Debased and reeking rank with crime.
  On this deformity of man,
More monstrous than the bastard Pan,
Pegasus turn'd his nimble feet,
As Park, on crutches, crawl'd the street;
Urging that steed, against his will,
To bear him up Helicon's hill.
But Pegasus, a knowing horse,
Perceived that Park's conceited verse
Was only suited to the stews
Of hell, whence emanates his muse.
He, therefore, with Bellerophon,
Left him behind, well trampled on,
To tune a pilfer'd, broken lyre,
In fields of mud, and muck, and mire;
And there, his song most lowly set,
Winding through marshes, undulcet,
Contending always with the fog,
Unable e'er to flee the bog,
Does charm, perhaps, the frogs and snakes,
And loathsome reptiles of the lakes.
Although some demon's wand'ring sprite
May, haply, listen with delight,
To Park's low, grov'ling, growling song,
As, through the sloughs, it pours along;
And though in marshes, fens and ditches,
It may, perhaps, amuse the witches;
Yet, should an unsuspecting team
Hear, unawares, the dismal scream
Of his lugubr'ous, muck-born verse,
'Twould sadly frighten every horse.
And, had the Children in the Wood
Just heard his strain, and understood
Its wretched, wrangling, dismal din,
How frighten'd had those children been!--
Believing soon that doom would crack,
Or that the de'il was on their track!
Had Robert Kid, that pirate knave,
Heard it come creaking o'er the wave,
He had supposed some demon's shell
Was sounding from the gates of hell.
The red men, savage, wild and rude,
Deep buried in their solitude,
Would wake affrighted from their dreams,
If, haply, Park's poetic screams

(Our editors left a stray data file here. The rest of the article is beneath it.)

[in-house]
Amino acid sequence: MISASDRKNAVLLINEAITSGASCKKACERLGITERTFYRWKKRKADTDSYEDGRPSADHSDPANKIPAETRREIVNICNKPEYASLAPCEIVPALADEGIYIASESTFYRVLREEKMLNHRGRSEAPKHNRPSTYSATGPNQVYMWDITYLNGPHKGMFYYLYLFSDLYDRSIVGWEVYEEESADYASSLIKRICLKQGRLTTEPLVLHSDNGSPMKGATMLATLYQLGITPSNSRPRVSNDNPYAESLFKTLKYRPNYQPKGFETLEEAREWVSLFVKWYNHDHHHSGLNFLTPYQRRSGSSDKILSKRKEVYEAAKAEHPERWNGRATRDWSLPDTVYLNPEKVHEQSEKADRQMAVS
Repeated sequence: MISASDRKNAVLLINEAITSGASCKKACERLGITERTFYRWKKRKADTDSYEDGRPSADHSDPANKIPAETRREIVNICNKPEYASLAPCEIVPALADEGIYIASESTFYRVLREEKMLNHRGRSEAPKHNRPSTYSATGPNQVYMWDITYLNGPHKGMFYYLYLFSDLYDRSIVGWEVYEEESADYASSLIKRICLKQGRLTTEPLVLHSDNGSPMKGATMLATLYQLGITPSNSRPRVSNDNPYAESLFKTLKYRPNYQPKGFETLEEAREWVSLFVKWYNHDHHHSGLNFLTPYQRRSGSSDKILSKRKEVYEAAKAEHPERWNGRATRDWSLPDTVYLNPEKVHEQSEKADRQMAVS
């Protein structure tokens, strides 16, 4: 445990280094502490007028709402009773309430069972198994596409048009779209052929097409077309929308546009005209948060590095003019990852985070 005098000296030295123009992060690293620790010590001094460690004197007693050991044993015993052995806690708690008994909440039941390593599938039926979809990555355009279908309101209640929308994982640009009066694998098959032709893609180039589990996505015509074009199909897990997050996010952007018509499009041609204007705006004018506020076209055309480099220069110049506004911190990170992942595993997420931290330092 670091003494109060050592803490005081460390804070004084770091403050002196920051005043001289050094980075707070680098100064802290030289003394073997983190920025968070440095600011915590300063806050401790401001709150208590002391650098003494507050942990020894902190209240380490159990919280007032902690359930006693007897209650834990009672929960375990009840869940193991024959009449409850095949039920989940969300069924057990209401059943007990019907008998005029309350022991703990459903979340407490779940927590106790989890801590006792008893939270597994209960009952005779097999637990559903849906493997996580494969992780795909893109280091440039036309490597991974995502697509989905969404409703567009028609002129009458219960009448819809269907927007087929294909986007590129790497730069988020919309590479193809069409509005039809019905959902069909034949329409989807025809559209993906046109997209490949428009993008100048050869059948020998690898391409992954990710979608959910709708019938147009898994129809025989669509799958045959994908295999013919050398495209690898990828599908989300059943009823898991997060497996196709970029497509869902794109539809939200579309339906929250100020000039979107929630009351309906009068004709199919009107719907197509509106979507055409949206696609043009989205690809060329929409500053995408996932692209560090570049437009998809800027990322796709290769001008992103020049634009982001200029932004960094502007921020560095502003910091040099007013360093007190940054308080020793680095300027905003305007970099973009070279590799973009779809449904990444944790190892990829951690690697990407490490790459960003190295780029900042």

Should penetrate their secret lair;
And they, forthwith, would kneel in prayer
To the great Spirit of the sun,
Believing that their days were done;
That hell's dark hole was open thrown,
And that this strain was Satan's own,
In wrath, now prowling through the wood,
Devouring Indians for his food.
  Ev'n David Crockett would have run,
Affrighted, from his game and gun,
Had he but heard, in woods remote,
Park's incongruous jangling note,
Wild screeching on the western gale,
An unpoetic dismal wail:
Nor stopp'd in his despairing flight,
In San Jacinto, e'en, to fight;
But, rushing wildly and forlorn,
E'en to the billows, off Cape Horn,
Most likely there, himself had drown'd,
In terror of the doleful sound.
In western wilds, had Daniel Boon
But heard, for once, the lecherous loon,
He would have dropp'd his axe and gun,
And, to the eastward, rapid run;
Nor stay'd, in all his fearful flight,
For wind or storm, through day and night,
Till he some civil spot could reach,
Uncursed by Park's dolorous screech.
And had Columbus heard his roar,
When first he landed on this shore,
He would have turn'd his bark amain,
And never ventured here again;
Impress'd that, in this western world,
There was, from Pandemonium hurl'd,
Some spirit damn'd for e'er to bark
The hideous songs of hideous Park.--
The owls and bats that curse the land,
Could they but hear and understand
The wretched rhymes and nauseous stuff
Of this conceited, vile ruff-skuff,
Would, surely, leave their secret haunts,
And ever cease their nightly chants;
Convinced that they have been, at last,
In frightful strains, by Park surpast;
And that this vagrant of the muse,
Foul caterer for sinks and stews,--
The Five-Points' poet, has outdone
All they have ever screech'd or sung.
Despairing, thence, they would retire
Long distance from his loathsome lyre,
And let their lonely caves and rocks
Resound with his poetic shocks;
To be, perhaps, all rent in twain
By his unearthly, rumbling strain.
  As I was musing on this theme,
I fell asleep, and had a dream:
I saw the fish that skim the deep,
And o'er the billows nimbly leap,
All sink beneath the boiling wave,
Down to the lowest depths, to lave:
For they had heard the dismal lay
Of Park come booming down the bay,
And, doubtless, thought some hungry shark